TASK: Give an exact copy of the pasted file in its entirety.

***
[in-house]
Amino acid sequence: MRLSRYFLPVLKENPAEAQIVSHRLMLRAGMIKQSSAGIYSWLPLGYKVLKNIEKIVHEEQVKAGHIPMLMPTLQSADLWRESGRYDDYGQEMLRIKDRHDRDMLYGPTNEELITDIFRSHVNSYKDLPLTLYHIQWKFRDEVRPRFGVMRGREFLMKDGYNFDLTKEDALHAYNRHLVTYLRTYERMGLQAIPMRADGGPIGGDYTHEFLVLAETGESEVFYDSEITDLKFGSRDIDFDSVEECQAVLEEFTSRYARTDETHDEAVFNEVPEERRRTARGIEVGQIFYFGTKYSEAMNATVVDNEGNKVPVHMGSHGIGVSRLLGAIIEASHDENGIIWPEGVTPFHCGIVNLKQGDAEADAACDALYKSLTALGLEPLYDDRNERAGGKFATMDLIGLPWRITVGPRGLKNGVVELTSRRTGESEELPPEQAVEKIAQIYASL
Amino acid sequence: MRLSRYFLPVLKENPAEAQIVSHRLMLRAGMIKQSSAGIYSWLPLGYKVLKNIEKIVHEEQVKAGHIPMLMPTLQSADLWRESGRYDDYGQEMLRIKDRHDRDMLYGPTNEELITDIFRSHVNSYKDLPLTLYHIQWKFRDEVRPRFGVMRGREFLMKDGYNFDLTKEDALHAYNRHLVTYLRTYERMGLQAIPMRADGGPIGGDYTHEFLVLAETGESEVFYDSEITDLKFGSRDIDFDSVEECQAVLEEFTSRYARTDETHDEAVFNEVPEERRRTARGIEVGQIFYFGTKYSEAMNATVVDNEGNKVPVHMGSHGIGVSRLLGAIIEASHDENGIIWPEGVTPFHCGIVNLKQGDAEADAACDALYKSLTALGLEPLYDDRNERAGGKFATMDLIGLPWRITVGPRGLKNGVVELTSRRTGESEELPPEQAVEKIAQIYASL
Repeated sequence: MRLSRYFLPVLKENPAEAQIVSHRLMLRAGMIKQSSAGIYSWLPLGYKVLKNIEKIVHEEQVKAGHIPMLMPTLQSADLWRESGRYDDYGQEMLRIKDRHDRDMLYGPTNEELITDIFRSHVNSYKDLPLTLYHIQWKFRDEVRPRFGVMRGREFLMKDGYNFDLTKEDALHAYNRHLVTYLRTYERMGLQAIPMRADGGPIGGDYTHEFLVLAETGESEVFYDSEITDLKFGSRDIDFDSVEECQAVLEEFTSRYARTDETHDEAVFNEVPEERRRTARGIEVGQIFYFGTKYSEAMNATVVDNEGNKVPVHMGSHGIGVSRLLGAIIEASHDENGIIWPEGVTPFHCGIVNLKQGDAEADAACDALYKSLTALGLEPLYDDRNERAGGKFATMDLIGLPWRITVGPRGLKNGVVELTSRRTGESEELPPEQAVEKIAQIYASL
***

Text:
[in-house]
Amino acid sequence: MRLSRYFLPVLKENPAEAQIVSHRLMLRAGMIKQSSAGIYSWLPLGYKVLKNIEKIVHEEQVKAGHIPMLMPTLQSADLWRESGRYDDYGQEMLRIKDRHDRDMLYGPTNEELITDIFRSHVNSYKDLPLTLYHIQWKFRDEVRPRFGVMRGREFLMKDGYNFDLTKEDALHAYNRHLVTYLRTYERMGLQAIPMRADGGPIGGDYTHEFLVLAETGESEVFYDSEITDLKFGSRDIDFDSVEECQAVLEEFTSRYARTDETHDEAVFNEVPEERRRTARGIEVGQIFYFGTKYSEAMNATVVDNEGNKVPVHMGSHGIGVSRLLGAIIEASHDENGIIWPEGVTPFHCGIVNLKQGDAEADAACDALYKSLTALGLEPLYDDRNERAGGKFATMDLIGLPWRITVGPRGLKNGVVELTSRRTGESEELPPEQAVEKIAQIYASL
Amino acid sequence: MRLSRYFLPVLKENPAEAQIVSHRLMLRAGMIKQSSAGIYSWLPLGYKVLKNIEKIVHEEQVKAGHIPMLMPTLQSADLWRESGRYDDYGQEMLRIKDRHDRDMLYGPTNEELITDIFRSHVNSYKDLPLTLYHIQWKFRDEVRPRFGVMRGREFLMKDGYNFDLTKEDALHAYNRHLVTYLRTYERMGLQAIPMRADGGPIGGDYTHEFLVLAETGESEVFYDSEITDLKFGSRDIDFDSVEECQAVLEEFTSRYARTDETHDEAVFNEVPEERRRTARGIEVGQIFYFGTKYSEAMNATVVDNEGNKVPVHMGSHGIGVSRLLGAIIEASHDENGIIWPEGVTPFHCGIVNLKQGDAEADAACDALYKSLTALGLEPLYDDRNERAGGKFATMDLIGLPWRITVGPRGLKNGVVELTSRRTGESEELPPEQAVEKIAQIYASL
Repeated sequence: MRLSRYFLPVLKENPAEAQIVSHRLMLRAGMIKQSSAGIYSWLPLGYKVLKNIEKIVHEEQVKAGHIPMLMPTLQSADLWRESGRYDDYGQEMLRIKDRHDRDMLYGPTNEELITDIFRSHVNSYKDLPLTLYHIQWKFRDEVRPRFGVMRGREFLMKDGYNFDLTKEDALHAYNRHLVTYLRTYERMGLQAIPMRADGGPIGGDYTHEFLVLAETGESEVFYDSEITDLKFGSRDIDFDSVEECQAVLEEFTSRYARTDETHDEAVFNEVPEERRRTARGIEVGQIFYFGTKYSEAMNATVVDNEGNKVPVHMGSHGIGVSRLLGAIIEASHDENGIIWPEGVTPFHCGIVNLKQGDAEADAACDALYKSLTALGLEPLYDDRNERAGGKFATMDLIGLPWRITVGPRGLKNGVVELTSRRTGESEELPPEQAVEKIAQIYASL